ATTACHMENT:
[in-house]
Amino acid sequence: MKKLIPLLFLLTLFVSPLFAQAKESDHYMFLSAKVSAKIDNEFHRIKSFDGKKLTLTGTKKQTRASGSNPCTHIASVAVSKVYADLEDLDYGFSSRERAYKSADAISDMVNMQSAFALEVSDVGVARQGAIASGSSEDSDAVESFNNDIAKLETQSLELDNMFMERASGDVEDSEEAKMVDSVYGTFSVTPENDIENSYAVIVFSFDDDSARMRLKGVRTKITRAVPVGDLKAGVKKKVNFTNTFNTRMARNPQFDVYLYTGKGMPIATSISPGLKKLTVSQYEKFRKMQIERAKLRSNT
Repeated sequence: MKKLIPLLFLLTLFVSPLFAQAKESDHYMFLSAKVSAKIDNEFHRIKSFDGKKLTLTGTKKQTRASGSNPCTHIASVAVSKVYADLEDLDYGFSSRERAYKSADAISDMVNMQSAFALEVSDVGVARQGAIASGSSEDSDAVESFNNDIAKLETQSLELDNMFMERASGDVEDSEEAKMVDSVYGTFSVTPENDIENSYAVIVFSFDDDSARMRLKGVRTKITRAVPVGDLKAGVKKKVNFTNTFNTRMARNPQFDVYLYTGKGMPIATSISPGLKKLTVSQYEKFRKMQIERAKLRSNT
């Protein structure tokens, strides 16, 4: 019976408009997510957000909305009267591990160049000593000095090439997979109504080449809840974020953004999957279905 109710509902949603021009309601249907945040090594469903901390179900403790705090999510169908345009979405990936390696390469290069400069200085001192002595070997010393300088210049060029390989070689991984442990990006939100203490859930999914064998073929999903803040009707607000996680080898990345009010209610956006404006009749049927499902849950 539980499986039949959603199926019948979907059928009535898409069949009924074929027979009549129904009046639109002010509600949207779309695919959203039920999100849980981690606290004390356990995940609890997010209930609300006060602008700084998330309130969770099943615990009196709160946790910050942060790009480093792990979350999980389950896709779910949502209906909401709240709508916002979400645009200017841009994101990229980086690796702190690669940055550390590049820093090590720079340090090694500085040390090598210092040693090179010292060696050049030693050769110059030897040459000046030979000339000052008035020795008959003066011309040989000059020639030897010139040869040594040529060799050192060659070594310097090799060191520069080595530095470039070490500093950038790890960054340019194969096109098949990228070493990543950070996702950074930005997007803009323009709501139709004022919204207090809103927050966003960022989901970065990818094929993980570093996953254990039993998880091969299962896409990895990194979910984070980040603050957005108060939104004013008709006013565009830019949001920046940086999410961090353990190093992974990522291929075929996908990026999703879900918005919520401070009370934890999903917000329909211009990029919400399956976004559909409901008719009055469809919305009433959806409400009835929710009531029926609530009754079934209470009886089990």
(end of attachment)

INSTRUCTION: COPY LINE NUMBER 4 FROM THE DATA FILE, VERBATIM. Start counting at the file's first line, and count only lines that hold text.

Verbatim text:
């Protein structure tokens, strides 16, 4: 019976408009997510957000909305009267591990160049000593000095090439997979109504080449809840974020953004999957279905 109710509902949603021009309601249907945040090594469903901390179900403790705090999510169908345009979405990936390696390469290069400069200085001192002595070997010393300088210049060029390989070689991984442990990006939100203490859930999914064998073929999903803040009707607000996680080898990345009010209610956006404006009749049927499902849950 539980499986039949959603199926019948979907059928009535898409069949009924074929027979009549129904009046639109002010509600949207779309695919959203039920999100849980981690606290004390356990995940609890997010209930609300006060602008700084998330309130969770099943615990009196709160946790910050942060790009480093792990979350999980389950896709779910949502209906909401709240709508916002979400645009200017841009994101990229980086690796702190690669940055550390590049820093090590720079340090090694500085040390090598210092040693090179010292060696050049030693050769110059030897040459000046030979000339000052008035020795008959003066011309040989000059020639030897010139040869040594040529060799050192060659070594310097090799060191520069080595530095470039070490500093950038790890960054340019194969096109098949990228070493990543950070996702950074930005997007803009323009709501139709004022919204207090809103927050966003960022989901970065990818094929993980570093996953254990039993998880091969299962896409990895990194979910984070980040603050957005108060939104004013008709006013565009830019949001920046940086999410961090353990190093992974990522291929075929996908990026999703879900918005919520401070009370934890999903917000329909211009990029919400399956976004559909409901008719009055469809919305009433959806409400009835929710009531029926609530009754079934209470009886089990």